Last week Amazon released five new tablet devices, two eReaders and three tablets. I’m honestly pretty mired in the Amazon infrastructure, owning a Kindle Touch eReader (4th Generation), a first generation Kindle Fire and my wife’s Kindle Fire HD, so I was curious if these devices had anything to offer (particularly if my current generation of devices ever stops working). Here’s my rundown of each:
Kindle (7th Generation) now with Touch ($79 with special offers):
This is the first eReader Amazon’s put out in a while that I actually think is as good of a device as my current Kindle. My 4th Generation Touch has a 4GB capacity, has a speaker out for MP3 playback, can support text-to-speech as well as simple games and a web-browser, and cost me about $100 at the time I bought it.
As with all eReader’s these days, the new Kindle has none of the extras the old Touch did (except maybe the browser and active content), but at least it finally has a 4GB capacity again (I was getting kind of annoyed at looking at $119 devices with only 2GB capacity). The product specs say its a little faster and a little lighter, but basically this is the same dependable Kindle device you’ve come to know and love. It’s nice that the low-end Kindle now has touch as this is an essential eReader capability. 167 ppi might sound low when compared to the 212 and 300 of their other reader devices, but trust me, its fine.
My old Nook Simple Touch was a better device with an expansion slot for more books (up to 8 times the capacity) and side buttons as well as touch, but unfortunately nobody bought them and now Nook only sells the GlowLight and the Samsung Tablet *sigh*.
This doesn’t have the back-lighting of the Paperwhite, but personally I’ve never understood that feature. Why build a night-light into the device for which you’re paying at least $20-40 extra, when a stand-alone clip on night-light or heaven forbid, lamps, are so much cheaper?
I’ll probably end up replacing my old Touch with this device eventually, though I will miss the extras. But only when my old device dies.
Fire HD6 ($99 with special offers):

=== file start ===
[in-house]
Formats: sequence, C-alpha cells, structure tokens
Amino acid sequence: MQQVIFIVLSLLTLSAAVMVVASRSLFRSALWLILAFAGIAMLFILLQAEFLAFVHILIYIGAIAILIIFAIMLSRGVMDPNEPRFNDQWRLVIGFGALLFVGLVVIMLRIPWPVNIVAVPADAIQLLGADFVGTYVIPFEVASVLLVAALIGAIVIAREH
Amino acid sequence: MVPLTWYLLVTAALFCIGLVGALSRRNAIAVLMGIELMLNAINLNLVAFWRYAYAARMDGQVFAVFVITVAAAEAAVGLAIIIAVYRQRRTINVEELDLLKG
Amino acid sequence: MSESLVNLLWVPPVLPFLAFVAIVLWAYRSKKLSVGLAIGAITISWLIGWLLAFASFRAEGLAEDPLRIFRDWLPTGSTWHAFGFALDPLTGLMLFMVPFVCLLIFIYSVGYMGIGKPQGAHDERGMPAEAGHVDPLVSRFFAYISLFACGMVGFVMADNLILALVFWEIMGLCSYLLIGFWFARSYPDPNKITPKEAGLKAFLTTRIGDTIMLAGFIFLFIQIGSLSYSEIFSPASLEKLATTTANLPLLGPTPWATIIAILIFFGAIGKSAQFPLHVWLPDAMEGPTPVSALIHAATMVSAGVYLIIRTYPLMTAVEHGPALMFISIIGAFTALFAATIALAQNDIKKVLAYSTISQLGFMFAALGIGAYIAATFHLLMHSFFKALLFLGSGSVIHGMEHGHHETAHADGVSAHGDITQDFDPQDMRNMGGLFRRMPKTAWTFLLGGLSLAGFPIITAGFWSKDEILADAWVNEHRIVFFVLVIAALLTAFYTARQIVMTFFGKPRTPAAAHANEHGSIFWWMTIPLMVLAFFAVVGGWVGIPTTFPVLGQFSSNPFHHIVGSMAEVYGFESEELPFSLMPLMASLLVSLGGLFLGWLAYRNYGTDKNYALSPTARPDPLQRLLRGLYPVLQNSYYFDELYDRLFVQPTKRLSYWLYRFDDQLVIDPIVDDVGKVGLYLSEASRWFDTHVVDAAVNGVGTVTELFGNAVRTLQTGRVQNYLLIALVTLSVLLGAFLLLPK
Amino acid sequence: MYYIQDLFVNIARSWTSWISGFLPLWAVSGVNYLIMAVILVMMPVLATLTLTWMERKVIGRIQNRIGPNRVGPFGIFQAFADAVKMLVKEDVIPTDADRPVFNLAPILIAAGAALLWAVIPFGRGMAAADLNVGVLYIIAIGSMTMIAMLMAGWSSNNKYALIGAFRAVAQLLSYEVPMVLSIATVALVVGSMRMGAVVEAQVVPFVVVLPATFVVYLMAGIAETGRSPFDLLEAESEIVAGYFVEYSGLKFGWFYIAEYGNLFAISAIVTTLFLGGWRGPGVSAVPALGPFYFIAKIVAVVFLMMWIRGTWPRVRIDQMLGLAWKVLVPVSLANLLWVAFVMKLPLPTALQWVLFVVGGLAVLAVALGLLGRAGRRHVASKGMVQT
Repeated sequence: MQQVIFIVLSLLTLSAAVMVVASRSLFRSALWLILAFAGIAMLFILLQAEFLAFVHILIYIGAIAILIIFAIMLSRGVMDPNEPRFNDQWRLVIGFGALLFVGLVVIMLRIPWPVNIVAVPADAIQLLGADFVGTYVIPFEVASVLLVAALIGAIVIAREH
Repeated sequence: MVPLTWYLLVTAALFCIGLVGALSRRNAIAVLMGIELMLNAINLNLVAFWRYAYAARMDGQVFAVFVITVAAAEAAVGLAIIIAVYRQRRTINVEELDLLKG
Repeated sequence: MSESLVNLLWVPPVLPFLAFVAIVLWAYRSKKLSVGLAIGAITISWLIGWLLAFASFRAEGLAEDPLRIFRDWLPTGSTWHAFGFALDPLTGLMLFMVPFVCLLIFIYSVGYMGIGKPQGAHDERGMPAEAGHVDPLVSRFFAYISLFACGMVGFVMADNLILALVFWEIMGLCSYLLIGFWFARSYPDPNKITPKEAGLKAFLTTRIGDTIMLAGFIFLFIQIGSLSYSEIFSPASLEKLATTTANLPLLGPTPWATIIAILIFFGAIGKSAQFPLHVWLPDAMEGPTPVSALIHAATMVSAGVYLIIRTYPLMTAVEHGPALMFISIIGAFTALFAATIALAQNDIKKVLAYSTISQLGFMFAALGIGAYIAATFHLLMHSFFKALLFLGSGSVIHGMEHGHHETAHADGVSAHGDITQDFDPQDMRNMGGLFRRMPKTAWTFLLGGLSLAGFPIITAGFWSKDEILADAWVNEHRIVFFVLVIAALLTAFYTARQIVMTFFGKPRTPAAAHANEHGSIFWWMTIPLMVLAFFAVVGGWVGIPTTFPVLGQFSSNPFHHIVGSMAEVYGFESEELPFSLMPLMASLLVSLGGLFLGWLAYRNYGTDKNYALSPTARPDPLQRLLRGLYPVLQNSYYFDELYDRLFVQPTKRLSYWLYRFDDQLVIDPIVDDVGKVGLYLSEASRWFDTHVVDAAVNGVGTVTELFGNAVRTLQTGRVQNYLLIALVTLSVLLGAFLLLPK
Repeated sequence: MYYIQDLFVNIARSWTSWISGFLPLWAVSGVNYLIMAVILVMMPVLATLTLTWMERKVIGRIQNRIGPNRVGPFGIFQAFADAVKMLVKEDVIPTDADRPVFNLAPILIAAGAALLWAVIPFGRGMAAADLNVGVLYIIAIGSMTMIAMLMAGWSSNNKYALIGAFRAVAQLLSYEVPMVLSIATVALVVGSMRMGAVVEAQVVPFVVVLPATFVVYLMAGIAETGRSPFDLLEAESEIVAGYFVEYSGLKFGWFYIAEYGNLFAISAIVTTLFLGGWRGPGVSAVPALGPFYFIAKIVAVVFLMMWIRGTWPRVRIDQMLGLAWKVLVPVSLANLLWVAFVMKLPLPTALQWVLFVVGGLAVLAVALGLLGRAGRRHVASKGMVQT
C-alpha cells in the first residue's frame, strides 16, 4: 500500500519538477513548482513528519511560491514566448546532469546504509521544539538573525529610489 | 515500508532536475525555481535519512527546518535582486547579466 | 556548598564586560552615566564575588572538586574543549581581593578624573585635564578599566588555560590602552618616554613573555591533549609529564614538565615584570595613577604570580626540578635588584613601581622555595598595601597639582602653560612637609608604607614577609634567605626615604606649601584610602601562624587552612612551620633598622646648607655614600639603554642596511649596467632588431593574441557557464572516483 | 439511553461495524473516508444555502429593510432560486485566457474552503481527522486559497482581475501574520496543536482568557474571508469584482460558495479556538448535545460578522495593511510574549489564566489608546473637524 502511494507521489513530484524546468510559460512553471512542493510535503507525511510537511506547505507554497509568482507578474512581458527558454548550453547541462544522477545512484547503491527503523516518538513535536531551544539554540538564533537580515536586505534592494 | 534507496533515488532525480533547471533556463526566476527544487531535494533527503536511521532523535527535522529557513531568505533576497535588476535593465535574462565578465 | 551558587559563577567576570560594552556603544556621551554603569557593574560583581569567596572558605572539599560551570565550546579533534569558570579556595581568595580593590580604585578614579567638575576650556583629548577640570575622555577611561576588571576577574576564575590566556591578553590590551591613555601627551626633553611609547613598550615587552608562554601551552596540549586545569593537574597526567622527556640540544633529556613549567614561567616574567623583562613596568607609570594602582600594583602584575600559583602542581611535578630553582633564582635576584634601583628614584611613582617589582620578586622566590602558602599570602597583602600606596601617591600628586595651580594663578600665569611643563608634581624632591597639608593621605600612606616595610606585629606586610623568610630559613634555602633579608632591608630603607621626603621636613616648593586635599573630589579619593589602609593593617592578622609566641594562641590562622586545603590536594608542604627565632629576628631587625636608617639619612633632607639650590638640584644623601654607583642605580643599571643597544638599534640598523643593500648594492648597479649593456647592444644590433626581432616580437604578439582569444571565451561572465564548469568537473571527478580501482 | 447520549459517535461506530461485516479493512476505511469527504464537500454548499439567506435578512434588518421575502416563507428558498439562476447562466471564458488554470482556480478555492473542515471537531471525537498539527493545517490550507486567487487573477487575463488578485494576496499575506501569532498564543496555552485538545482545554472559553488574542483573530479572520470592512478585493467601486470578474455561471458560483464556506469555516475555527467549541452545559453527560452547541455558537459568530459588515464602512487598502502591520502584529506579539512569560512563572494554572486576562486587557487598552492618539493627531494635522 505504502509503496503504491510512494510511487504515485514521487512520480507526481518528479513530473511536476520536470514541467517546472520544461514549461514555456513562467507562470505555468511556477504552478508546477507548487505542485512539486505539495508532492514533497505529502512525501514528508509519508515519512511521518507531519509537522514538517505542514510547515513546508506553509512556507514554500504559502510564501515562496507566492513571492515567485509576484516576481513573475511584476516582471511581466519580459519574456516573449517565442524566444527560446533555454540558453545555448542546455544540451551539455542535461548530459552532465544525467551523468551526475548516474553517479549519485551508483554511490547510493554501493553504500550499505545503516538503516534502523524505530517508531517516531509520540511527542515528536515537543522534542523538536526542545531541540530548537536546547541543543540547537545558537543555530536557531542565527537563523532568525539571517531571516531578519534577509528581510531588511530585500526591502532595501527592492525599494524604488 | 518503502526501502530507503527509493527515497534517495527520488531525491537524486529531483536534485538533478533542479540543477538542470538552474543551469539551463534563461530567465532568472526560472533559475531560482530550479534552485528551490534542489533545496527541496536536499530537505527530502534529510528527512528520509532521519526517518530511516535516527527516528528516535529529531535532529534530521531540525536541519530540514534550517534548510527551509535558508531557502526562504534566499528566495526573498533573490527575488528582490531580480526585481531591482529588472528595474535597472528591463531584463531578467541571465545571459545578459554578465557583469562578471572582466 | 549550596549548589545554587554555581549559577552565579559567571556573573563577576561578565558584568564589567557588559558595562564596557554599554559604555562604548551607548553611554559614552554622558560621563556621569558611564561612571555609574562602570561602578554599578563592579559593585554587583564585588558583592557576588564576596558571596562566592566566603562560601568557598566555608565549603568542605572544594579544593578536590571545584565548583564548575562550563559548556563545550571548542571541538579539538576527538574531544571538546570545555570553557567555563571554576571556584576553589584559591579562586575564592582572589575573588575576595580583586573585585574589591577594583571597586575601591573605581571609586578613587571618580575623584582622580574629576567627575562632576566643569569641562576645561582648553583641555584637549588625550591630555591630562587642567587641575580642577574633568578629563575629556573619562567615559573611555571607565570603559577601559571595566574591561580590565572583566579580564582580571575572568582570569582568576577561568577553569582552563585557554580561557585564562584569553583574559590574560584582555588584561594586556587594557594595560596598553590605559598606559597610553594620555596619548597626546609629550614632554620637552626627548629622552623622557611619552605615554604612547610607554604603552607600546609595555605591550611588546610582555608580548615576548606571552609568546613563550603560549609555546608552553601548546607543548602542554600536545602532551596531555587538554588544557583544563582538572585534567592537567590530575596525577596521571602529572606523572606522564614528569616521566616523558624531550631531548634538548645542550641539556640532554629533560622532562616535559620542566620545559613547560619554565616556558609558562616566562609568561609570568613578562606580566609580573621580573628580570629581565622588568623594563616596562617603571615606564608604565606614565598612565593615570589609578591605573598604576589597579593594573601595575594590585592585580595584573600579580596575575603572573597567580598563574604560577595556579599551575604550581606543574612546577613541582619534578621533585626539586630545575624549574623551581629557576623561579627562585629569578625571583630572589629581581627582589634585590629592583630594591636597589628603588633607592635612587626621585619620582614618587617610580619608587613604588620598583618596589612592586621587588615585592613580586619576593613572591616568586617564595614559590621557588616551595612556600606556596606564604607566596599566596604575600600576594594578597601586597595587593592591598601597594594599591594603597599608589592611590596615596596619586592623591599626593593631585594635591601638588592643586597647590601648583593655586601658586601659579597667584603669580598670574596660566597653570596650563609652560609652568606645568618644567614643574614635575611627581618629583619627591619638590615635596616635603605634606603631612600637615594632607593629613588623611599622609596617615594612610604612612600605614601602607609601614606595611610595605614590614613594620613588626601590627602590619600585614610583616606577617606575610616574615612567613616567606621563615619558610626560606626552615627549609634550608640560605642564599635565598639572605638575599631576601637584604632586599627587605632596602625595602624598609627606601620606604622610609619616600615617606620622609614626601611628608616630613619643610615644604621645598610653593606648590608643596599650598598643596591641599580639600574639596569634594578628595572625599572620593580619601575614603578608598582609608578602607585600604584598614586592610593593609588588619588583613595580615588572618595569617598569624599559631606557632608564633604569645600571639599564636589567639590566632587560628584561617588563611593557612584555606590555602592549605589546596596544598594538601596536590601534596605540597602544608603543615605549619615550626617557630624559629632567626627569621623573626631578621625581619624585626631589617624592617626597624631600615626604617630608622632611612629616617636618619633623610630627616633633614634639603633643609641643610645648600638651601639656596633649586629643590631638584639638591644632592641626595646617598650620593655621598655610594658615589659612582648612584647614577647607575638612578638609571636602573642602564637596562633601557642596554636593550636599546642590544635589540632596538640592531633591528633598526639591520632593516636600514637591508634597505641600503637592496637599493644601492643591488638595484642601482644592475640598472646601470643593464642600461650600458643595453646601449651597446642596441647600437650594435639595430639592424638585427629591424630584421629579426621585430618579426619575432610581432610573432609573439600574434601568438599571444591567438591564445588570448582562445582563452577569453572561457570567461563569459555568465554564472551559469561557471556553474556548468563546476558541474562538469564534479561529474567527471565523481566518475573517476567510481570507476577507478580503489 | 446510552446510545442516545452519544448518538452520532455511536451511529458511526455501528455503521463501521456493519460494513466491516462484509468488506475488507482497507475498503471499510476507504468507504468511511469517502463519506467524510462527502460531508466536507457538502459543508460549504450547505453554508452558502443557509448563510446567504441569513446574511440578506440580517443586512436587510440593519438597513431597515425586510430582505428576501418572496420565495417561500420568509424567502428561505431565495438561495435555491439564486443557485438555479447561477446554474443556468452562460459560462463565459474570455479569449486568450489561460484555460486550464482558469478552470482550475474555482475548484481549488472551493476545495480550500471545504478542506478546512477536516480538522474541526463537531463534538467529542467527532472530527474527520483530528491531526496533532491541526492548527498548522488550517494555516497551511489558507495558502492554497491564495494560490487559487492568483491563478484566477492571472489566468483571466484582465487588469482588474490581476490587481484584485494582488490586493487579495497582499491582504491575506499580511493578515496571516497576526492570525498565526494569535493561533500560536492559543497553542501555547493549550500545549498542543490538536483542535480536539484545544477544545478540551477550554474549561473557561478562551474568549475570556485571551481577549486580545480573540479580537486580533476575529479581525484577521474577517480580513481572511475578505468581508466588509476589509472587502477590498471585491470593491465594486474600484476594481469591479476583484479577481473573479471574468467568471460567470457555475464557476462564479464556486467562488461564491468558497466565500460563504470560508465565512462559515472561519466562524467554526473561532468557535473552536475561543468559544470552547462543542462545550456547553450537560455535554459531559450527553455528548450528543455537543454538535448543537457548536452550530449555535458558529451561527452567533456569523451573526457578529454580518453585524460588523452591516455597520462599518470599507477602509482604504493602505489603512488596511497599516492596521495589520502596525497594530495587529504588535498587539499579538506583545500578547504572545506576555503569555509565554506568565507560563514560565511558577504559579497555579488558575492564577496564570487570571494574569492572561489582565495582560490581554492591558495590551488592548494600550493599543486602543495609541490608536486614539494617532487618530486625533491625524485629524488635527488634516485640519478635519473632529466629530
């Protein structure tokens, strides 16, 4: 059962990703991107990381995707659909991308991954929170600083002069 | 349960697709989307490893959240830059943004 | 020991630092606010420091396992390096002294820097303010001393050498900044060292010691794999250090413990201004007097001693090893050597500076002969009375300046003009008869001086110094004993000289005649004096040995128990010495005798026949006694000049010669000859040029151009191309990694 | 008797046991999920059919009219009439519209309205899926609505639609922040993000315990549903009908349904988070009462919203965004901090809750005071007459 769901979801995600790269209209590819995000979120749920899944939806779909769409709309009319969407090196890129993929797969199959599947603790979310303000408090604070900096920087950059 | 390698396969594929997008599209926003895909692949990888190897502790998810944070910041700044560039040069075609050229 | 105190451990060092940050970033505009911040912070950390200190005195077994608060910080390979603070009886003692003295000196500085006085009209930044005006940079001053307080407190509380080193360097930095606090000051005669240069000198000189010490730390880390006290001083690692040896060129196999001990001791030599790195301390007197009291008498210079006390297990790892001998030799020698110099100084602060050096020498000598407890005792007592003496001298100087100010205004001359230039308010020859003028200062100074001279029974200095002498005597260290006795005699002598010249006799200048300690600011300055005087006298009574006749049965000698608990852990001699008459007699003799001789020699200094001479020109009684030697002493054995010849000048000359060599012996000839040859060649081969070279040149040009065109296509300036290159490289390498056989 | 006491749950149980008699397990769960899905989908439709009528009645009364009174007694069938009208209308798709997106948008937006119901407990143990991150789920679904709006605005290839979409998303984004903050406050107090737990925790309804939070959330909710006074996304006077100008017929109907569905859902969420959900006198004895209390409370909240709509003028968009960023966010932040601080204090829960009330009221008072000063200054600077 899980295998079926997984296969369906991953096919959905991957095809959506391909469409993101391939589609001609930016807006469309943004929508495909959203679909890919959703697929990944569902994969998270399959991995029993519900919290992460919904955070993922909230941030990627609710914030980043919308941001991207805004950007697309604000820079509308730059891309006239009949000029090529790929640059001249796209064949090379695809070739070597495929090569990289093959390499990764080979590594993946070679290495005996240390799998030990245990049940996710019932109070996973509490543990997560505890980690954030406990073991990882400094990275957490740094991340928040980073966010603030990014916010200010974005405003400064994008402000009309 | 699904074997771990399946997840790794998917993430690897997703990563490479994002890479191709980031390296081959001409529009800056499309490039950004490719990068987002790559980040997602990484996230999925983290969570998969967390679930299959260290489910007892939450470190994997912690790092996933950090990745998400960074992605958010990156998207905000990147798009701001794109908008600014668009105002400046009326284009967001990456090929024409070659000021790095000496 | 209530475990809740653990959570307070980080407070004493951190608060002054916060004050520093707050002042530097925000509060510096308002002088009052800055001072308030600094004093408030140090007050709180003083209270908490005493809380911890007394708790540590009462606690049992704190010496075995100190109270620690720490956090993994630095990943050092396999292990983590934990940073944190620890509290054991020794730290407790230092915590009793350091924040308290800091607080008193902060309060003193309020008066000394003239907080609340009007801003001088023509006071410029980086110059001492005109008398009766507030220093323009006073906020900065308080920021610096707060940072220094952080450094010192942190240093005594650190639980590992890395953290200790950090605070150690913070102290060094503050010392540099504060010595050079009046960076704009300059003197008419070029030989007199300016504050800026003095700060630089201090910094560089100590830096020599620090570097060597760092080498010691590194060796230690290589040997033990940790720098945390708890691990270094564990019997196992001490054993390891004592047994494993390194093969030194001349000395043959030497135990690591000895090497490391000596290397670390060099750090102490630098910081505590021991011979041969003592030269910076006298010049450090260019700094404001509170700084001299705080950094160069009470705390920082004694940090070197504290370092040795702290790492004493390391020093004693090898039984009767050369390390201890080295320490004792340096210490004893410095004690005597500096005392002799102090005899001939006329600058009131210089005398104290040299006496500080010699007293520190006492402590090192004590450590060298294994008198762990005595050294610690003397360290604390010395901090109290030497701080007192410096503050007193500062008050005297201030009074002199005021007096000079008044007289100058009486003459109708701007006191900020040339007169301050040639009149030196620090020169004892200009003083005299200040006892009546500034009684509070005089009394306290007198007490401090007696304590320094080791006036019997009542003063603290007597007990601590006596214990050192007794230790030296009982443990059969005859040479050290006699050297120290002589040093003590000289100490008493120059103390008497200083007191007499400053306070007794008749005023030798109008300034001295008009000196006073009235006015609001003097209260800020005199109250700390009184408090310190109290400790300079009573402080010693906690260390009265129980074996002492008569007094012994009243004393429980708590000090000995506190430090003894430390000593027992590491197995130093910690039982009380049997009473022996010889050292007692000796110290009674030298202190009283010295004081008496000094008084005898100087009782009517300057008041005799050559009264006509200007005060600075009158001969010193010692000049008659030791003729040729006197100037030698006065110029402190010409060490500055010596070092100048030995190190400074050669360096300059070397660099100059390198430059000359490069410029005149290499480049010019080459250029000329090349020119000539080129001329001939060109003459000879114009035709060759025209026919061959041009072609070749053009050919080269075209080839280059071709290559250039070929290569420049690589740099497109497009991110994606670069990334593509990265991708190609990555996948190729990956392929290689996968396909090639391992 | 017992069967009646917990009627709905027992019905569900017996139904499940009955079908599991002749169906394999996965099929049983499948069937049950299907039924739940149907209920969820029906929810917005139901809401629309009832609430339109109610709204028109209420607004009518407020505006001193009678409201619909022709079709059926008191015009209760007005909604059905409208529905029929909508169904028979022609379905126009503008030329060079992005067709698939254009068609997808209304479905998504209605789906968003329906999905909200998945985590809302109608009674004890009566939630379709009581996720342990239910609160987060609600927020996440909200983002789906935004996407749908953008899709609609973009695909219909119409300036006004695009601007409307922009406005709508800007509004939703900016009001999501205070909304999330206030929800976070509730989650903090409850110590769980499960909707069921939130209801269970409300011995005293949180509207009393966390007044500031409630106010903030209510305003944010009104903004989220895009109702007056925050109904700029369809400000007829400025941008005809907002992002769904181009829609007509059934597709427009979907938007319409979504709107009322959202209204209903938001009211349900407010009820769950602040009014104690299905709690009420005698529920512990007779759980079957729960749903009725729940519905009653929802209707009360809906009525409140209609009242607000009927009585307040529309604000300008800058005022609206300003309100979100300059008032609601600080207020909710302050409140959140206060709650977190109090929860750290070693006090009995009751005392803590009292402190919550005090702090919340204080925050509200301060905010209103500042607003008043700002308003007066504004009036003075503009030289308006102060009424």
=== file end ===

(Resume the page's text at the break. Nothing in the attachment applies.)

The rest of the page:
I’ll admit, this one is tempting. I’m a little bummed about the 8GB capacity, but for an extra $20 you can double that. And it comes in colors, though admittedly the only other one I’d consider is blue. I actually am fine with the old T-Model Ford colors (you get your choice of color, black).
I use my current 7″ (also 8GB) Fire tablet mostly to read comic books. And here’s where we hit a snag. Comic books are already a bit of a stretch a 7″, but are mostly readable with a little optimizing. But I have a feeling 6″ will feel too cramped. Now there are things like guided view (where you see each comic panel one at a time), but I’ve always felt this took away from the experience, and a lot of the comics I own are in PDF format from things like Humble Bundle (so no guided view).
For gaming on the other hand this should be a great device, with a quad core processor this can handle the heavy lifting on graphics intensive 6″ (mobile oriented) games. And that’ll make steaming to the device more pleasurable. However, I suspect this tablet will also run into stiff competition against phablets (phone tablets) and larger smart phones. 6″ doesn’t feel big enough to justify the separate device (even though it’s fine for the eReader, but that’s only text). It has front and rear cameras like most phones, but again people will probably be wondering why it can’t make calls.
Kindle Voyage ($199 with special offers):